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Archive for June 19th, 2018


Will this never ends? I found twenty comments on my spam folder with the usual sites before with the word sexy at the middle of the e-addy.  I am guessing this is only one person using different e-mails.  I don’t know what they get  out of such useless spam  comments. Waste of time really. I even noticed that my comments on two blog posts by friends  were  “liked” by a spammer with  the same e-mail address. What do you think?

Equinoxio21, an online friend advised me to bring back the re-blog button by going to “sharing” on “My Site”  menu   and clicking the “Sharing buttons”  and saving it. Voila, the re-blog button appears again. Thank you!

I found another book by one of my favorite authors (aside of course from Mary Oliver, Richard Paul Evans, Khaled Hosseini and many others) Nadia Hashimi.  Hashimi is an American doctor, a bestselling novelist and a women’s rights advocate.  Her parents are Afghans so she always write about life in Afghanistan.  Since I encountered Khaled’s Hosseini’s books years ago, I looked for other Asian authors and found her.  I’ve read three of her books before two of which I posted reviews here two years ago. When The Moon Is Low is Goodreads’ Best Book of 2015, I actually wrote short reviews about her first three books that I read. Here’s my take on this: One of the best books I read so far on the 2016 reading challenge. I wonder why I am always drawn to historical novels (I am an old soul) and stories about Afghanistan always make me cry.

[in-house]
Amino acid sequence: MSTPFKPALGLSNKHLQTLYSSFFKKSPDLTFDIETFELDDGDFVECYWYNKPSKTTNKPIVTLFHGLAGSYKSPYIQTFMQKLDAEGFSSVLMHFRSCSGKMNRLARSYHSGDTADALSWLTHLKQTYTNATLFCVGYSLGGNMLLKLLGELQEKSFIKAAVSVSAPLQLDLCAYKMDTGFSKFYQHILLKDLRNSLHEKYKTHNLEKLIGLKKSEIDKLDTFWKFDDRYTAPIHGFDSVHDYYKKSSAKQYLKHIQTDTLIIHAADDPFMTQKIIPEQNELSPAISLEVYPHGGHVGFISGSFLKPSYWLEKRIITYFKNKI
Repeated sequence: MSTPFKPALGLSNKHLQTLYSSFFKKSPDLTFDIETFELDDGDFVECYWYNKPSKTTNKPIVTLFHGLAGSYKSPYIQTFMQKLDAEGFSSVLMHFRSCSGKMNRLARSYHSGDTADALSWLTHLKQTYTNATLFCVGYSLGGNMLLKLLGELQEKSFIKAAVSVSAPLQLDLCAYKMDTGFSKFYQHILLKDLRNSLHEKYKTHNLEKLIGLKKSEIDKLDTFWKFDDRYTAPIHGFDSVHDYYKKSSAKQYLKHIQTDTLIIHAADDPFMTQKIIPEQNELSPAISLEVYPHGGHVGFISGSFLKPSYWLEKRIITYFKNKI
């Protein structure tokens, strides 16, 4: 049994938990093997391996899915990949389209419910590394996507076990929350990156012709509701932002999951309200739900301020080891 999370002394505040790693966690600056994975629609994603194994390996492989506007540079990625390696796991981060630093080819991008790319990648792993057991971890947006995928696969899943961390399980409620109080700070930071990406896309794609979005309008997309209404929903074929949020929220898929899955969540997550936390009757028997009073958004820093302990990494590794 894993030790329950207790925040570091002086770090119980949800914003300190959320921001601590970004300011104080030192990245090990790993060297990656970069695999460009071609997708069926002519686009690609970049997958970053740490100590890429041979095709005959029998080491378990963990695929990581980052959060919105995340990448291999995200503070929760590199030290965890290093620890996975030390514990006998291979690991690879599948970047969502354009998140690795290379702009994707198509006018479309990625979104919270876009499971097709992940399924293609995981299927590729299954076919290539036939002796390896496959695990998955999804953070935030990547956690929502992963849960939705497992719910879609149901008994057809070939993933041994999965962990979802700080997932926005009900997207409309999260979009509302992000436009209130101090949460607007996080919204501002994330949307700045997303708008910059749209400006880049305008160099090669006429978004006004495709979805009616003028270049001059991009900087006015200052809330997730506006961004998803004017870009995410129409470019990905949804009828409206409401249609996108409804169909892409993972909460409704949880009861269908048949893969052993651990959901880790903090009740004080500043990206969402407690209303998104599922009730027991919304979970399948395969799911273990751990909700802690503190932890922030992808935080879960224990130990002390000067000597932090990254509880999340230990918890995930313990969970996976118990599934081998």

The Pearl  That Broke Its Shell came second on my reading list although it was her literary debut novel. And I wrote: “A painful but riveting story about what life is like for women in Afghanistan.”The Pearl the Broke Its Shell interweaves the tales of these two women separated by a century who share similar destinies.” Here’s a lovely quote from that book.

“Life has typhoons. They come and turn everything upside down. But you still have to stand up because the next storm may be around the corner”.

The third book is entitled One Half From The East.  I am reading the fourth book now. Just like the first three books, this one looks so good. A House Without Windows is a haunting story about friendship and the plight of women in Afghanistan.

If only I could find her other book which I think is the newest so far.  When you find such gifted authors, you always look forward to what they write about.

Yes, I remember another author, Khaled Hosseini, Afghan born and also a doctor. His memorable book, The Kite Runner was adapted into film which Nissa and I watched years ago. We cried inside the cinema.

 

 

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